Hundreds of islanders concerned about crime packed a church hall in Devonshire tonight for a public meeting hosted by police and government officials. *Photo by Kageaki Smith
Hundreds of islanders concerned about crime packed a church hall in Devonshire tonight for a public meeting hosted by police and government officials. *Photo by Kageaki Smith

THURSDAY, MAY 5: Hardened offenders may be sent to tough jails overseas to do their time.

National Security Minister Wayne Perinchief told a town hall meeting on Thursday night: “While I believe in rehabilitation, I believe punishment comes first.

“I will be recommending to my colleagues that we incarcerate hard core offenders in other jurisdictions.”

Mr Perinchief’s hard line stance on the worst offenders drew applause from the crowd of more than 200 people who packed the Devonshire Seventh Day Adventist Church in Devonshire to hear Mr Perinchief and Commissioner of Police Mike DeSilva discuss the wave of gun crime that has swept the island.

Mr DeSilva said police officers had launched a total of 60 investigations into attempted murders, murders and firearms offences over the past two years.

But he added that there have been a total of 13 convictions and another 18 people have been charged in connection with serious and violent offences.

And he warned that – in order to concentrate on the most serious crime – some tasks routinely performed by police in the past would have to fall by the wayside.

He said: “We will always choose quality over volume – drugs, gangs and violence will always get first attention.

“We are going to scale back some of the non-essential roles we provide.

“Our priorities are guns, gangs drugs and violence. I will always choose that over sending a police officer to a damage only collision. That’s what insurance is for.”

But he said that simply flooding the streets with officers and carrying out stop and search patrols in a bid to catch gun criminals red handed “is not enough”.

And he said that intelligence-led policing with careful targeting was needed to put an end to gun killings and drug-related crime.

Mr DeSilva said: “It’s very comforting to say ‘why don’t you go and kick these guys’ doors in and drag them off to prison?’ The law doesn’t support that.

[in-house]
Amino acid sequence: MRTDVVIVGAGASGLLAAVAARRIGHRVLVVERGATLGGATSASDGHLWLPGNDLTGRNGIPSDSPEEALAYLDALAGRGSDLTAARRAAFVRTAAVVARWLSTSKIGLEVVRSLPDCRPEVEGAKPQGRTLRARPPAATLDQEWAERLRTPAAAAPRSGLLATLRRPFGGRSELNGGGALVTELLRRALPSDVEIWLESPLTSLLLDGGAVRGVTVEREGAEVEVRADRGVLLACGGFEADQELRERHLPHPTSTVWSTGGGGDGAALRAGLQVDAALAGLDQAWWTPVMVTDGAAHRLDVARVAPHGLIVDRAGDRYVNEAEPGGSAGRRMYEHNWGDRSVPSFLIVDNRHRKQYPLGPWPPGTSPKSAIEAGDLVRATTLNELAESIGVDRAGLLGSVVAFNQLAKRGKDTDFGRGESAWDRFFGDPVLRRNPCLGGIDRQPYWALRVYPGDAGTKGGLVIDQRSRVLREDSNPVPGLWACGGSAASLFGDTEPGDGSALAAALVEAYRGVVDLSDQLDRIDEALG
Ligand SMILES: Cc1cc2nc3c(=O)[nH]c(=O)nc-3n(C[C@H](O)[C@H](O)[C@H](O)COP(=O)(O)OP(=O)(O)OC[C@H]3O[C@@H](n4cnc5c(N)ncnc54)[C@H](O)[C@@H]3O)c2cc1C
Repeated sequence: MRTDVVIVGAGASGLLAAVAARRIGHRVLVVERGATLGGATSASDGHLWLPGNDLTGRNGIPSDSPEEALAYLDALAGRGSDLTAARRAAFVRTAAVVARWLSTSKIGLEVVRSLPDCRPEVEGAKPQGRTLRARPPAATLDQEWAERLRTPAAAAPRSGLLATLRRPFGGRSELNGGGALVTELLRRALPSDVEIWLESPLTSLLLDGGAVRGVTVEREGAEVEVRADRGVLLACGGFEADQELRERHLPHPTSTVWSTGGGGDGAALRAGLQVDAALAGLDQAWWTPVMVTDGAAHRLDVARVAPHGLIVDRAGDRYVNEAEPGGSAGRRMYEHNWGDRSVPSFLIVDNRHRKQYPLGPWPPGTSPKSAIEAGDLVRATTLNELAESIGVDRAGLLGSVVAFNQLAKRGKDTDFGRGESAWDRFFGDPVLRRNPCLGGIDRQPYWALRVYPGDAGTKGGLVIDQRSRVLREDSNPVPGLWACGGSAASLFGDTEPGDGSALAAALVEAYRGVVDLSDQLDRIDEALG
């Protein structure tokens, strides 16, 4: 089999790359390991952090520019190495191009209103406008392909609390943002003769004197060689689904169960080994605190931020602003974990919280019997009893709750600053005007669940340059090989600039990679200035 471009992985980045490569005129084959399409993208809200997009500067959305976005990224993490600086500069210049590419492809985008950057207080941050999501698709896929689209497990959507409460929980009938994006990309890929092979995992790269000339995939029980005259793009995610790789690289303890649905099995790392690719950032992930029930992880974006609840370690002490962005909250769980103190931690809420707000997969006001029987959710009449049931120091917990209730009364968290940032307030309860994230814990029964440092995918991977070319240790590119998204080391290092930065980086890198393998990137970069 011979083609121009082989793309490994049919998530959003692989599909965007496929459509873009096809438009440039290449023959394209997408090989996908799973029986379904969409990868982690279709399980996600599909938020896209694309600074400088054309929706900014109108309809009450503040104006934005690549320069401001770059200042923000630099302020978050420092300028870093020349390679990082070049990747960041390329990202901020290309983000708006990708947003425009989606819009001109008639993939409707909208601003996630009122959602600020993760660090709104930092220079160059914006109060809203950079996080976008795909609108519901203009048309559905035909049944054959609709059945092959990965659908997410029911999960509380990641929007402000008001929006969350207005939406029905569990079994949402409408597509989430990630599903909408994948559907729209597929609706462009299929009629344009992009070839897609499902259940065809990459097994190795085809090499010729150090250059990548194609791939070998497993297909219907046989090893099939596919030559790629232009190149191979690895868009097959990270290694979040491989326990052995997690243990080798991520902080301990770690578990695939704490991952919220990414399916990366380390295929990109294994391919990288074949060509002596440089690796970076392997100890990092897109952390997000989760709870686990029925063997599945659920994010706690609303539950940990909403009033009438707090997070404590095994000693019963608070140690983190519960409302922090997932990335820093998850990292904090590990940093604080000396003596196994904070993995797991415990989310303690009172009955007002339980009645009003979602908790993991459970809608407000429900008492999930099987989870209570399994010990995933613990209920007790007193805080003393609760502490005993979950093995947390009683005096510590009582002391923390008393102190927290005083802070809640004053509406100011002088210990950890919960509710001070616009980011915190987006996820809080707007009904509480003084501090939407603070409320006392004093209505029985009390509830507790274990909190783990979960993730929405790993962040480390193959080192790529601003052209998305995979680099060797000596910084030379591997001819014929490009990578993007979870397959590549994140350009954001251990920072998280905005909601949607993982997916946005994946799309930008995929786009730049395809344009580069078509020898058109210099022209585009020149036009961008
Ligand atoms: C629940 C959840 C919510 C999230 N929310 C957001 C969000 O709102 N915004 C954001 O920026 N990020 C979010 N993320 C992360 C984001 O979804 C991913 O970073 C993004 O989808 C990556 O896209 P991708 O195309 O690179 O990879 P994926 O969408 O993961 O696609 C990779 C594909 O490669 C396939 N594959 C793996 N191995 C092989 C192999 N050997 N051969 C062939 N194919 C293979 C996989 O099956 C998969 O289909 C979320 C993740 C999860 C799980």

“Where there is evidence to get a warrant, we will get one. And the more stuff people tell us, the more we can build a case against people.

“But I will not break the law to enforce the law.”

Mr DeSilva added: “This is a form of domestic terrorism because of the impact it has on people’s lives and the economy.

“I would not ratchet up Bermuda’s gang problem to the level of terrorism, but the advice is the same – don’t let it disrupt your lifestyle.”

Mr Perinchief said that there were probably no more than a dozen illegal guns on the island — and that there was evidence that criminals had sometimes run out of bullets.

Mr DeSilva added: “We can’t confirm the number, not because we don’t want to answer, but because we don’t know.

“As we put all the forensic evidence together, we know one weapon is being used multiple times. There isn’t a proliferation of guns on this island.

“Not only can we link guns to multiple crimes, they are having to share weapons. And the lengths these people go to hide them are unreal.

“They’re hidden in places you would never find unless you knew it was there. They wouldn’t do that if it wasn’t a precious commodity.”

In response to suggestions that guns were coming in by sea, Mr DeSilva – a former Marine Police officer – said that a trial using Bermuda Regiment boats crewed by soldiers from the boat troop with one police officer on board each would allow police to spread their resources over a wider area.

He said: “It means we can put more boats out there, which is a deterrent.”

See Friday’s Bermuda Sun for an interview with Minister Perinchief in which he proposes a slew of measures to combat gun crime.